intimidation | 

Double gangland killer Stephen Penrose accused of making death threats in prison

Penrose, who was recently convicted of murdering his pal Philip Finnegan in a brutal gang-related murder, has a record of bad behaviour behind bars
Stephen Penrose

Stephen Penrose

Eamon Dillon

Threats against prison staff have been condemned as it emerged this week gangland killer Stephen Penrose has been accused of making death threats in Mountjoy prison.

Complaints have been made to gardai after the 38-year-old allegedly made the threats while confronting staff, according to sources.

Prisoner Officers’ Association deputy general secretary Jim Mitchell said while such abuse was “unfortunately part and parcel” of the job it was “totally unacceptable.”

“The more serious they get the more serious we get. It’s not acceptable in any shape or form, but saying that doesn’t make it go away. ”

Penrose, who was recently convicted of murdering his pal Philip Finnegan in a brutal gang-related murder, has a record of bad behaviour behind bars.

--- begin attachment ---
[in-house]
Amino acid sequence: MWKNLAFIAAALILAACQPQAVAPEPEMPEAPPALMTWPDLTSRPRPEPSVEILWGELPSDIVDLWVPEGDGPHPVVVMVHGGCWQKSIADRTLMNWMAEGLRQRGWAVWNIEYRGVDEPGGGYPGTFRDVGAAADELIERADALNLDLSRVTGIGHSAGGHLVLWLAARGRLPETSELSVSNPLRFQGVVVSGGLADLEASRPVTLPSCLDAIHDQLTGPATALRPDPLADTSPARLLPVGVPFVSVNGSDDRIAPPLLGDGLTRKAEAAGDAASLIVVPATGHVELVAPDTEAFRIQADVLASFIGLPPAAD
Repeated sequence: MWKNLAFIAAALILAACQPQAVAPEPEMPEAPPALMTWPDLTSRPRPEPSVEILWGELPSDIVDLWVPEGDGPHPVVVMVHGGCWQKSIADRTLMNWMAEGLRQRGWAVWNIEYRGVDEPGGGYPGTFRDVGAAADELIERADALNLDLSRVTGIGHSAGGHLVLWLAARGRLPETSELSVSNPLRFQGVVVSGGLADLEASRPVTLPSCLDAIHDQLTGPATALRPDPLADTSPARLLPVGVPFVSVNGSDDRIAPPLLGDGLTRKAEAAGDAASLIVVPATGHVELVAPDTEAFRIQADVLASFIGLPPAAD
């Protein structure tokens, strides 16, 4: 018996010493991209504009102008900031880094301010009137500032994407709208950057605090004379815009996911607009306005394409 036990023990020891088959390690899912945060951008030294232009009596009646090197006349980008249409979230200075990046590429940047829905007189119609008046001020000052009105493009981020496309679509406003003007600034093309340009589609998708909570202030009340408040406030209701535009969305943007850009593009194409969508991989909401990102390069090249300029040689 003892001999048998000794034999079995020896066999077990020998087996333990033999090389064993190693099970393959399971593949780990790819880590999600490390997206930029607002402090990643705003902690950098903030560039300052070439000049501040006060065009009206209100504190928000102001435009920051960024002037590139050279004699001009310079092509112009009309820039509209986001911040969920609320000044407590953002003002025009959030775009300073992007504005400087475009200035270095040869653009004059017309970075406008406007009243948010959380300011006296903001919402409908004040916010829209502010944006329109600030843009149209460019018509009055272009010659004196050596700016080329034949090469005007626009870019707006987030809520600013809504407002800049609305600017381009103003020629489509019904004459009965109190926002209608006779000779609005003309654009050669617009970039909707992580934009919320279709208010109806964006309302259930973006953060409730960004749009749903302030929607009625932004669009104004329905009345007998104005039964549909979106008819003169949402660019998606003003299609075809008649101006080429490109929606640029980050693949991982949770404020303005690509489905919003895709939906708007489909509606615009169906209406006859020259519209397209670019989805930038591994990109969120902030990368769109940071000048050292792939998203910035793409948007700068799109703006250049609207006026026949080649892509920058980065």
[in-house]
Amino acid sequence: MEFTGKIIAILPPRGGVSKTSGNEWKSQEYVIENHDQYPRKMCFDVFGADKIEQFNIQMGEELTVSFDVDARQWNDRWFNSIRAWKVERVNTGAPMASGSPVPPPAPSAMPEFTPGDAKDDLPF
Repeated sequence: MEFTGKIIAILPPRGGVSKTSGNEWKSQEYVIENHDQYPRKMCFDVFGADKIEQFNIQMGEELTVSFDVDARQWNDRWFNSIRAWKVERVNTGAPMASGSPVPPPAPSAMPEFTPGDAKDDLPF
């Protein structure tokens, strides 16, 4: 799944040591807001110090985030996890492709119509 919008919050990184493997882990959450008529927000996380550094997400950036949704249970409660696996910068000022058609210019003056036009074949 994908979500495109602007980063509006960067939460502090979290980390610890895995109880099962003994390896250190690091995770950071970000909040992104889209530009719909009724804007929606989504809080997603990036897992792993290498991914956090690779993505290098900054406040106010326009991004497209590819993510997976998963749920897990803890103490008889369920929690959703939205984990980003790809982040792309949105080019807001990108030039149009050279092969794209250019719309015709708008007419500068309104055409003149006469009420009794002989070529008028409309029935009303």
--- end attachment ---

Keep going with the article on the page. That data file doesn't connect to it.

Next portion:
Gardaí have previously investigated allegations that he exposed himself at female prison officers in an alleged incident in 2017.

Sources have described him as a highly disruptive prisoner who regularly threatens members of the staff.

While serving his sentence for the manslaughter of David Sharkey in 2010 he was regularly moved from prison to prison across the country while doing his time.

He is due back in court for sentence for the Finnegan murder at the Central Criminal Court on 13 December.

He has previously served seven years behind bars for the manslaughter of David Sharkey in 2010.

The son of a garda, Dubliner Penrose killed Finnegan in August 2016 in a horrifying attack in which he was abducted his friend, killed and attempts made to burn the decapitated body.

He was missing for over three weeks before his remains were found in a shallow grave in Rahin Woods, Co Kildare by a man out walking his dog

The Prison Service do not comment on individual cases but a spokesperson did say “any act of violence against a prison officer is unacceptable.”

Any criminal acts should be reported to the gardaí and it is “vitally important” staff are given support, it was added.

There is specific legislation relating to threats or assault on prison officers during the course of their duties which can be punished by up seven years in prison.

Figures show despite that assault of staff dropped considerably during 2020 from 123 in 2019 to 70 reported incidents.


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